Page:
My favorite way to learn a new, global dish is to observe in kitchens of native cooks. Occasionally I am able to convince some women (no men so far) to let me watch them make a particular recipe – in their kitchen, using their own pots and pans and culinary tools. Cups may be measured in tea glasses, teaspoons with eating utensils or in the palm of a hand. I try to be helpful and participate if they will let me, and I certainly assist with cleanup. What an eye opener this is!
But it’s not easy. Cooks can be territorial – I know from personal experience. I almost hate to admit this, but it makes me really, really anxious if someone cooks in my kitchen unless they are supervised by me or are as tidy as I am. I like to consider myself a “control enthusiast.”
Luckily, my neighbor in San Pedro, Miss Estella, recently welcomed me into her kitchen with open arms. She always delivers gifts from her kitchen when I arrive – warm carrot bread, homemade chicken tamales, bread pudding. I find her delicacies THE best Belizean food I have eaten in this country, and I am a tough customer. Estella speaks absolutely zero English and my Spanish vocabulary is pretty bad – I know some basic verbs and a lot of nouns but I’m willing to try. We have known each other for just a month or so, and with help of a Belizean interpreter of sorts, I asked her if I could come to her home and watch her make bread pudding. Happily, she agreed so I contacted her husband to get a grocery list, thinking I’d head out for a quick trip to the store. Sounds easy, right? The list, written in Spanish, looked a little “off” to me, but I figured that if anything crucial was missing I’d jump on the bike and go to town mid-cooking. I later learned that dear Estella forgot to mention coconut milk and although she wrote baking soda, she really wanted baking powder.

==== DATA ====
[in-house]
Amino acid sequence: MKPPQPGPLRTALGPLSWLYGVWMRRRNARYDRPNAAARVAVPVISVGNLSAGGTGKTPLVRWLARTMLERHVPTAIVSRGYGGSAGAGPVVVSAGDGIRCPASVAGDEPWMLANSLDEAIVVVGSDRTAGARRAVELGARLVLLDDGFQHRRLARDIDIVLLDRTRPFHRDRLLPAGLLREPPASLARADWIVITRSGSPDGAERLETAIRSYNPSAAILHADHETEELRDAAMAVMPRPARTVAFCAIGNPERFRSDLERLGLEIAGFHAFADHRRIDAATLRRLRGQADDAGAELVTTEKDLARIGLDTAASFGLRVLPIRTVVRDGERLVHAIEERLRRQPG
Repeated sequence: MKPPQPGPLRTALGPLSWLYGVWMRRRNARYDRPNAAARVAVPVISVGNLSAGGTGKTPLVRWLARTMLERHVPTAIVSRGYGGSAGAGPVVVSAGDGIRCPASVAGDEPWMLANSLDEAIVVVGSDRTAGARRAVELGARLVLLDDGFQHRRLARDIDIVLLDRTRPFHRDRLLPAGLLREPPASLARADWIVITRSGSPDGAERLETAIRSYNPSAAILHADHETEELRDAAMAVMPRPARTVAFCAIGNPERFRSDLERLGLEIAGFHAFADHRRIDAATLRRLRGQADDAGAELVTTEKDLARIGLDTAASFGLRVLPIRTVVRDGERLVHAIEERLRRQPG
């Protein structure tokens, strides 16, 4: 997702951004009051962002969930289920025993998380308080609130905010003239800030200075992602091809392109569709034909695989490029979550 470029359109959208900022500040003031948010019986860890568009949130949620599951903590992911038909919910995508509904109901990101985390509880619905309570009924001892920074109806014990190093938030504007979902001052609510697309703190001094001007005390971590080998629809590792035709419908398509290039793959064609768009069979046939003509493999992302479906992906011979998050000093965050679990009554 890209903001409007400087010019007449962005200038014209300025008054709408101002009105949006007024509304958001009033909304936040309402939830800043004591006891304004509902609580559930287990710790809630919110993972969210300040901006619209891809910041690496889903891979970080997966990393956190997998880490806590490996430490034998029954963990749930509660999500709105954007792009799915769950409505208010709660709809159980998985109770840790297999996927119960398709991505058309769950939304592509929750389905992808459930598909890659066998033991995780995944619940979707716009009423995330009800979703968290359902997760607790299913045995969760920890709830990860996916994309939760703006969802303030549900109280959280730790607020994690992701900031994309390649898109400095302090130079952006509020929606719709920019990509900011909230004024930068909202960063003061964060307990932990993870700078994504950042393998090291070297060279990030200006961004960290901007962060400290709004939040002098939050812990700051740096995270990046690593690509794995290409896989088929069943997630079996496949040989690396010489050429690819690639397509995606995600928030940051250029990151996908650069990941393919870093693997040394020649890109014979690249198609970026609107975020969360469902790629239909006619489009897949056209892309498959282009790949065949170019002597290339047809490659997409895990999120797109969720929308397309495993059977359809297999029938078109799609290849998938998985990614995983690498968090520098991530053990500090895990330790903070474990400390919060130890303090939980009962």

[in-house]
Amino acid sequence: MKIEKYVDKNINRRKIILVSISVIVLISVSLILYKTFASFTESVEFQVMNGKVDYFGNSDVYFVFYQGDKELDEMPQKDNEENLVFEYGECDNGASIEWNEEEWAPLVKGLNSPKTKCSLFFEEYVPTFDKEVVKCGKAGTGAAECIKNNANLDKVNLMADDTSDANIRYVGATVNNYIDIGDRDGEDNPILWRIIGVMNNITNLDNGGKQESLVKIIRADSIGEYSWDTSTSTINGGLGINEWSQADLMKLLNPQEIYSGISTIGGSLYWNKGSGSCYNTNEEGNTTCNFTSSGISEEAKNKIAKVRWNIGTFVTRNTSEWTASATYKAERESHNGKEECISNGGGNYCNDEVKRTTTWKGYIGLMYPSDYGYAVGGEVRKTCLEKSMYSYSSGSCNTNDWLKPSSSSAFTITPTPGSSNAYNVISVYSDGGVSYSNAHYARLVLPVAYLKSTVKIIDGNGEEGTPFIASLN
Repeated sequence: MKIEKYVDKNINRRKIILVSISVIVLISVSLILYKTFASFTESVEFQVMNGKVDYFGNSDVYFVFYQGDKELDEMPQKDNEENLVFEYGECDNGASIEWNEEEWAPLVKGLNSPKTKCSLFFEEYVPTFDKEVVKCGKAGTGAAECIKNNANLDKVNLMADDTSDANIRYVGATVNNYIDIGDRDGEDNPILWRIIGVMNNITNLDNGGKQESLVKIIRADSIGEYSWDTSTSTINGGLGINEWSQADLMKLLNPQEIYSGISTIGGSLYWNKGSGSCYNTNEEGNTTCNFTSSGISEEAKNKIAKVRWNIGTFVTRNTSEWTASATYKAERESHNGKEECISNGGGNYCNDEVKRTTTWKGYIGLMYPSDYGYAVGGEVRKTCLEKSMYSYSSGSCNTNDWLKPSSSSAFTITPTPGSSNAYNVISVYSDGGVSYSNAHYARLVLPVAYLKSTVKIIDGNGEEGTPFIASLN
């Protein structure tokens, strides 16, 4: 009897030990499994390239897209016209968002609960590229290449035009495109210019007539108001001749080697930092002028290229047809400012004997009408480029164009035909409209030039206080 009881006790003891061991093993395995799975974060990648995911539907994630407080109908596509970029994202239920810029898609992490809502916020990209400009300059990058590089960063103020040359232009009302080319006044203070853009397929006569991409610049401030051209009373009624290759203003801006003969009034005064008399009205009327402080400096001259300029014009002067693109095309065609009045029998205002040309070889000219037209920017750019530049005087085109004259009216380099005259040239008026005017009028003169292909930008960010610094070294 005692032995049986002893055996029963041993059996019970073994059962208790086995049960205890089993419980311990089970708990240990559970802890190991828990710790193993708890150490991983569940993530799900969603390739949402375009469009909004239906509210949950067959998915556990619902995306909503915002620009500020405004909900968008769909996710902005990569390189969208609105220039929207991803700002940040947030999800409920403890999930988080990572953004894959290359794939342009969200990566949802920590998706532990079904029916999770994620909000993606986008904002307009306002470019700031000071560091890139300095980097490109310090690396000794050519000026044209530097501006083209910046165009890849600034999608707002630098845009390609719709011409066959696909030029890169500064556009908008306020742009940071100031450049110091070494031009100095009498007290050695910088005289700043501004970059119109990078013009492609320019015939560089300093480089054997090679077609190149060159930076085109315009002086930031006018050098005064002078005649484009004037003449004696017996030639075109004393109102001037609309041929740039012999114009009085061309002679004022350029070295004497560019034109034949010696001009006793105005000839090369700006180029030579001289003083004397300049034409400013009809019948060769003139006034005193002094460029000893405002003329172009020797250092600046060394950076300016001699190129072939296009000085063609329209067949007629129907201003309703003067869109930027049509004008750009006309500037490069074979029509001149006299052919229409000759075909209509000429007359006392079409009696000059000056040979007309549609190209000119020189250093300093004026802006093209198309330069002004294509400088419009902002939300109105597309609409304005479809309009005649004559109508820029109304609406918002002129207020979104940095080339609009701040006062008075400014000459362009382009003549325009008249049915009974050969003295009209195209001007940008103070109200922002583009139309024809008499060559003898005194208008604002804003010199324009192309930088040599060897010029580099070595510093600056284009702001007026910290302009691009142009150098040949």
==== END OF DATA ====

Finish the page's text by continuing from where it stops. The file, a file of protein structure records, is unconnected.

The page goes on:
We somehow agreed to a Sunday morning cooking date, and I phoned first to confirm. Communicating by telephone? Priceless! At 7:30 am I cycled to the “tiendita” to purchase white bread, eggs, milk and everything else on the list, then at 9:00 A.M. climbed the steps to their house, groceries in hand. I brought my little camera, too. This is also tricky, because I find that if I start shooting too many pictures and focus on that aspect – the emotional connection with the cook is diminished. And forget about “staging” a beauty shot! Ditto taking notes. Soooo, what this really requires is a good memory, an ability to be fully present and a sharp desire to recall stories. I take more snapshots in my mind than with my camera. Quantities are never precise for most of these cooks but I have an uncanny ability to guestimate amounts.
In this case, Estella made a humongous quantity (one large, deep, full sheet aluminum pan plus a 10-inch flan pan size) of bread pudding. I knew as I watched her that I would want to add some raisins, leave the slices of bread more intact (I’ll make this with sliced challah) and perhaps add a bit of thickened pineapple juice or a syrup for for flavor.
One of the best parts of communing with these cooks is the friendships I’ve built along the way. I learned a lot about Estella during our time in her kitchen. She is 61, I am 62 and we have both been married for 40 years. Estella lived in Honduras until 17 years ago and she brought out photo albums of her children, grandchildren, her house in Honduras, her parents (still alive and in their 80’s), and pictures of her as a little girl too. We spoke only Spanish for an hour and I visited with her and with her husband about our lives, our families, and our work. I think I even understood about 60% of what they said!
Cooking certainly bridges the differences in our lifestyles, and I sincerely hope she will give me another lesson when I return to San Pedro. (Note: a recipe for my own version of bread pudding will be posted next week!)